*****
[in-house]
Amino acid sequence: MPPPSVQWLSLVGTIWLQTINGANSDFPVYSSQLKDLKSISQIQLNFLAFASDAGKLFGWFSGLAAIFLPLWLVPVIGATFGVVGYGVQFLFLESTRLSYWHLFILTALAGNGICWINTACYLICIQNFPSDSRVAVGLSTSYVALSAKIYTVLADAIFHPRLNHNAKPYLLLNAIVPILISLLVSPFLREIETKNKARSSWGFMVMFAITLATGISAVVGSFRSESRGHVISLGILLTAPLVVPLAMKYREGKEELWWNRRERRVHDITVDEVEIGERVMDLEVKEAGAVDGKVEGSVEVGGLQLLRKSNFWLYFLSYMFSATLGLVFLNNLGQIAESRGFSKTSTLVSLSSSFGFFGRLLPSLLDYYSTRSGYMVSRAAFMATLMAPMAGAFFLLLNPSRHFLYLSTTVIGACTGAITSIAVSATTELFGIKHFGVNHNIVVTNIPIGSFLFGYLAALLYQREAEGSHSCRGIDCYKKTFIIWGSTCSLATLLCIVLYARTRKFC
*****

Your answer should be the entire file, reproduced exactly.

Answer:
[in-house]
Amino acid sequence: MPPPSVQWLSLVGTIWLQTINGANSDFPVYSSQLKDLKSISQIQLNFLAFASDAGKLFGWFSGLAAIFLPLWLVPVIGATFGVVGYGVQFLFLESTRLSYWHLFILTALAGNGICWINTACYLICIQNFPSDSRVAVGLSTSYVALSAKIYTVLADAIFHPRLNHNAKPYLLLNAIVPILISLLVSPFLREIETKNKARSSWGFMVMFAITLATGISAVVGSFRSESRGHVISLGILLTAPLVVPLAMKYREGKEELWWNRRERRVHDITVDEVEIGERVMDLEVKEAGAVDGKVEGSVEVGGLQLLRKSNFWLYFLSYMFSATLGLVFLNNLGQIAESRGFSKTSTLVSLSSSFGFFGRLLPSLLDYYSTRSGYMVSRAAFMATLMAPMAGAFFLLLNPSRHFLYLSTTVIGACTGAITSIAVSATTELFGIKHFGVNHNIVVTNIPIGSFLFGYLAALLYQREAEGSHSCRGIDCYKKTFIIWGSTCSLATLLCIVLYARTRKFC